A Scottish teenager has won £10,000 to get students cycling at his school.
Tom Sparks, 16, dreamt up the Pedals not Petrol project himself, and impressed the Scottish government so much they agreed to pay for it.
Pupils at his school, James Gillespie’s in Edinburgh, will now get free cycle training and bike maintenance workshops. They’ll also win points for every day they cycle into class, which will go towards vouchers they can spend in major stores.
Some 100 students have signed up for the scheme. Before it was launched only 14 students were cycling to school each day.
Tom secured the funding for the project through the Scottish Government’s Young Persons Challenge Fund competition. He increased interest by pestering his classmates and holding regular school assemblies to publicise the project.
Speaking to The Scotsman newspaper, Tom said: "I love cycling. It's a brilliant sport. If more people cycled, we would have much less problems with congestion. "Once people start cycling, they will begin to ask why they didn't do it before. But to get people started, you have to give them some kind of incentive. Mine was having to endure a 40-minute bus ride every day."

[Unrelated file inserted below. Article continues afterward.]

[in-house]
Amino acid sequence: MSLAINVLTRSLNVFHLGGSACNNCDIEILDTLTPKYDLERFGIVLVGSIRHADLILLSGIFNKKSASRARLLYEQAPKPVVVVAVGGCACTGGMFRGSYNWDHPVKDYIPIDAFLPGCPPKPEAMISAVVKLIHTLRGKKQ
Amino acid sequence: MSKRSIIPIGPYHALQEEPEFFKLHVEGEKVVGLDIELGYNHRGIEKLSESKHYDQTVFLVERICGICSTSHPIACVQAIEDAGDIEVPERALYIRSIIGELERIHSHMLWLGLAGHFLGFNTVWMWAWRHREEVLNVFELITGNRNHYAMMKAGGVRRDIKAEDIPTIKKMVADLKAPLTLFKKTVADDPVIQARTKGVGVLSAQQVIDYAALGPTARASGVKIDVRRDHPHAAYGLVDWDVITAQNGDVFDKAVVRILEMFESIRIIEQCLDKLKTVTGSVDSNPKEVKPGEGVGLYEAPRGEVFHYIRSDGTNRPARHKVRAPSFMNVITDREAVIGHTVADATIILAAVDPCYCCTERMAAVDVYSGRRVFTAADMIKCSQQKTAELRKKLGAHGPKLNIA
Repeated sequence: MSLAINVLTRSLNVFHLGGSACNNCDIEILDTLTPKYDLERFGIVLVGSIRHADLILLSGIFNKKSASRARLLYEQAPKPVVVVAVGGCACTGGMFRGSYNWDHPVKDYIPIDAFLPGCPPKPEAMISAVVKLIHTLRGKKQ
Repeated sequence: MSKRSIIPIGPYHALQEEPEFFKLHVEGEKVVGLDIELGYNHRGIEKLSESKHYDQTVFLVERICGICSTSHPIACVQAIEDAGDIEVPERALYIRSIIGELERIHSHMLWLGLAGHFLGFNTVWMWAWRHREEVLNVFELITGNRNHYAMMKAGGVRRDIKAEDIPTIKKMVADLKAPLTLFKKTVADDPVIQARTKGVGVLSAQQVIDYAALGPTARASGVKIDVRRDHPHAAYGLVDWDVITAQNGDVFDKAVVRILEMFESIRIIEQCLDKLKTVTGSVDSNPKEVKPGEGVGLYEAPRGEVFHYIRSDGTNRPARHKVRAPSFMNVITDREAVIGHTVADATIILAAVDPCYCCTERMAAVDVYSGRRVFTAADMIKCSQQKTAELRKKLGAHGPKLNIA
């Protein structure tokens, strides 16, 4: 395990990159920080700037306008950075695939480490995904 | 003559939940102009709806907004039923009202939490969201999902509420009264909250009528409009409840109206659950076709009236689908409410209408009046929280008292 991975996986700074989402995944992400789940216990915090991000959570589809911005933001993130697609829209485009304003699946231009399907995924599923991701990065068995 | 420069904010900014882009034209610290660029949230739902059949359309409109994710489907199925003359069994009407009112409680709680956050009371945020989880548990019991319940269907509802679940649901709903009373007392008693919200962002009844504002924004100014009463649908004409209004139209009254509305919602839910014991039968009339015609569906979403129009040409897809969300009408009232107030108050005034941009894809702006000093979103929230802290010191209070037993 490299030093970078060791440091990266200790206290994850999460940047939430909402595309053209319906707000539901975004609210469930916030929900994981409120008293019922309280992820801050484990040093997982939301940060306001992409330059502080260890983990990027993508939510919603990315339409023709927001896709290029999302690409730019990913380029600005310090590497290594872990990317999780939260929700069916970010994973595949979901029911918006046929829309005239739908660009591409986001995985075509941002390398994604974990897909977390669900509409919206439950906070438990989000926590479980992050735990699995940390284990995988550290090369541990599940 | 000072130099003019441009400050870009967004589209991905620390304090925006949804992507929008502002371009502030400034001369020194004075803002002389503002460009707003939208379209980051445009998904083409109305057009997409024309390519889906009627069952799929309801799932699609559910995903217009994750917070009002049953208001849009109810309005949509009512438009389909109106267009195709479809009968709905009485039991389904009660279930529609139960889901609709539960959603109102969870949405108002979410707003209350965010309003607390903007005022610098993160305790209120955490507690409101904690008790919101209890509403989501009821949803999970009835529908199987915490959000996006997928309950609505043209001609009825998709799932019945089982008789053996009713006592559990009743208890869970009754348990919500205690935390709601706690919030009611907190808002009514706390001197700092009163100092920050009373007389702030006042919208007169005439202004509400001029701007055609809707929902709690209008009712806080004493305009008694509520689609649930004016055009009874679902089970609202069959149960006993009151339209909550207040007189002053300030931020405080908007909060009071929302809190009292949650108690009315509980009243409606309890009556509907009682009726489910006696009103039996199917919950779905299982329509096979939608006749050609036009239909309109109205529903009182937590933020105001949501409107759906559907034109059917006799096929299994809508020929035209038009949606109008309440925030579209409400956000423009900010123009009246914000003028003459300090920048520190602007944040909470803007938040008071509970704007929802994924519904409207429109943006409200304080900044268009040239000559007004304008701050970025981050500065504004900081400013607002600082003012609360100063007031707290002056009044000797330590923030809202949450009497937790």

Pedals not Petrol will also include an after-school bike club with free bike checks and lessons in maintenance. Youngsters will get cycle training and go on group trips. Eventually the scheme will have its own website, providing safe cycling and route information.
Headteacher Alex Wallace said: "It's a super idea and he will generate a lot of support. He is a very confident young man and well respected. The school has quite an active environmental group, so it will add to that."
The project, which has taken Tom more than six months to draw up, will have a three month trial and could then be made permanent.
UK cycling charity Sustrans Bike It project has set up similar schemes at schools across the British Isles, providing cycle training and after school clubs. You can register your interest in a Bike It scheme for your area by filling in this form.